Students Need Free and Available Testing

You may have seen the COVID-19 testing tent situated next to the halal cart. The tent is so clearly visible by the main entrance that it appears Fordham is sending a message: COVID-19 testing is vital to protecting the health of the community. 

However, the tent is not affiliated with Fordham, it’s run by LabQ Diagnostics, a private company. Meanwhile, Fordham’s own testing center lies within its walls, understaffed and obscured by reduced hours. Students have reported substandard and confusing communication surrounding contact tracing, revealing a poor execution within the protection of the safety and health of the campus community.

This fall, Fordham has not required surveillance testing, a change from the past two semesters. The testing center at Lincoln Center is only open for contact traced or exposed individuals on Mondays and Thursdays between 10 a.m. and 3 p.m., as opposed to last year’s 9 a.m. to 4 p.m. schedule on all weekdays. There are more people on campus yet far fewer hours to be tested. Though 97.33% of the graduate and undergraduates population are fully vaccinated, the highly contagious Delta variant is still spreading around the city and affecting vaccinated people. Tests are only provided to those who have symptoms, have vaccination exemptions, were contact-traced or were exposed — and prior to Sept. 20, all PCR tests had a $35 charge for students who may have been exposed. 

If we want to lower our case total on all campuses, the easiest way to know the full extent of cases is to return to free testing of all students, not just those who are symptomatic or have been exposed.

The regular testing last year did, however, put a strain on University Health Services (UHS). Nurses were required to work full days at the testing center, away from patients in the health center. Fordham also hired EMTs from Fordham University Emergency Medical Services (FUEMS) to take some weight off of UHS.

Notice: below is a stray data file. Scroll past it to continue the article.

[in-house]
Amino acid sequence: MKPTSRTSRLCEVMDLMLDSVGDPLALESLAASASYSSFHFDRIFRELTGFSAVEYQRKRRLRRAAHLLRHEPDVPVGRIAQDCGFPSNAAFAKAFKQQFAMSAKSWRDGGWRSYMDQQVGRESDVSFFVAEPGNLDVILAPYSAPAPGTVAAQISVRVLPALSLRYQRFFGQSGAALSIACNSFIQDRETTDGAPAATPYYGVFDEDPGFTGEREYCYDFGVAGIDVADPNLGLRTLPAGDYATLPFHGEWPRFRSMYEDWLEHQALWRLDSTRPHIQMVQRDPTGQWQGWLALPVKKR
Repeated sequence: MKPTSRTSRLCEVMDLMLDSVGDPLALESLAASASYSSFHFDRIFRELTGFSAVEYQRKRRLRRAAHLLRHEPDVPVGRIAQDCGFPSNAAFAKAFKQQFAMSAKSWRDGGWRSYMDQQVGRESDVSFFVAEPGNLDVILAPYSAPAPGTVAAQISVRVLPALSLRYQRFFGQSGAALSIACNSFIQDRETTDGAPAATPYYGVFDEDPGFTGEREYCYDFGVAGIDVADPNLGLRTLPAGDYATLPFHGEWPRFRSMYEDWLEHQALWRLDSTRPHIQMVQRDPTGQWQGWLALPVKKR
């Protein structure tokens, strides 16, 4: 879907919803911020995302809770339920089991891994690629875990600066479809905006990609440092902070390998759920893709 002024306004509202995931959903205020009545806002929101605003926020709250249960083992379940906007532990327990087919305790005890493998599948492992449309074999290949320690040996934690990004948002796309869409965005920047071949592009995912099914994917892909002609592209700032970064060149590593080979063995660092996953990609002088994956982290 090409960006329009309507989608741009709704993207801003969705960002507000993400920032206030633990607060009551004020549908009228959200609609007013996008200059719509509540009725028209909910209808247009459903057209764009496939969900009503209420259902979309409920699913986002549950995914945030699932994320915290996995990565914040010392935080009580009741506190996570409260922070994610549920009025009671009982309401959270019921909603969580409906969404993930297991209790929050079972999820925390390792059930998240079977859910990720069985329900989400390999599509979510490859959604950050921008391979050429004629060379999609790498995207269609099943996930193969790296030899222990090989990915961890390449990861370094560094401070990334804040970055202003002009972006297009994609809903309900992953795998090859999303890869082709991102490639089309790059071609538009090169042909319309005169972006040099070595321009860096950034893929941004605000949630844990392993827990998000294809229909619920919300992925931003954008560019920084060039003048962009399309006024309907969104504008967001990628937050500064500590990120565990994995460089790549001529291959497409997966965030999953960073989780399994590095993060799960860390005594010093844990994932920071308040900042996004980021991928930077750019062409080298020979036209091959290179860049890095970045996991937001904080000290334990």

This year, with far more students on campus, UHS has not hired additional FUEMS EMTs to work at the testing center, and unlike last year, those who are working there can only register students, not administer tests.

Students have received mixed communications from Fordham’s contact tracers. While some may receive a call, others receive a variety of different emails. There is no clear pattern as to how we should expect to be alerted; Fordham’s severe lack of proper contact tracing necessitates the return of free and readily available on-campus testing for those who want one. 

The vaccine mandate eases some anxiety; however, that does not mean it is time for Fordham to neglect its responsibility to keeping students safe from COVID-19.

We have taken it upon ourselves to look out for each other. On top of going off campus to get rapid tests, students continue to promptly report to classmates and friends news of COVID-19-positive students, unlike Fordham’s Contact Tracing system that takes at least 24 hours. 

Students have been told by professors in different departments that they were advised not to hold classes on Zoom, while other professors have already hosted classes online. Fordham’s website is less than clear on this subject for faculty, which is deterring professors from accommodating students who have tested positive. The effects of COVID-19 on a student’s academic performance should not be exacerbated due to ambiguous instruction policies. 

After over a year of online classes for most students, being back in person is a welcome change. The vaccine mandate eases some anxiety; however, that does not mean it is time for Fordham to neglect its responsibility to keeping students safe from COVID-19. 

New and updated measures such as free and readily available testing would keep us safer and ensure that our college experiences will no longer need to run on borrowed time.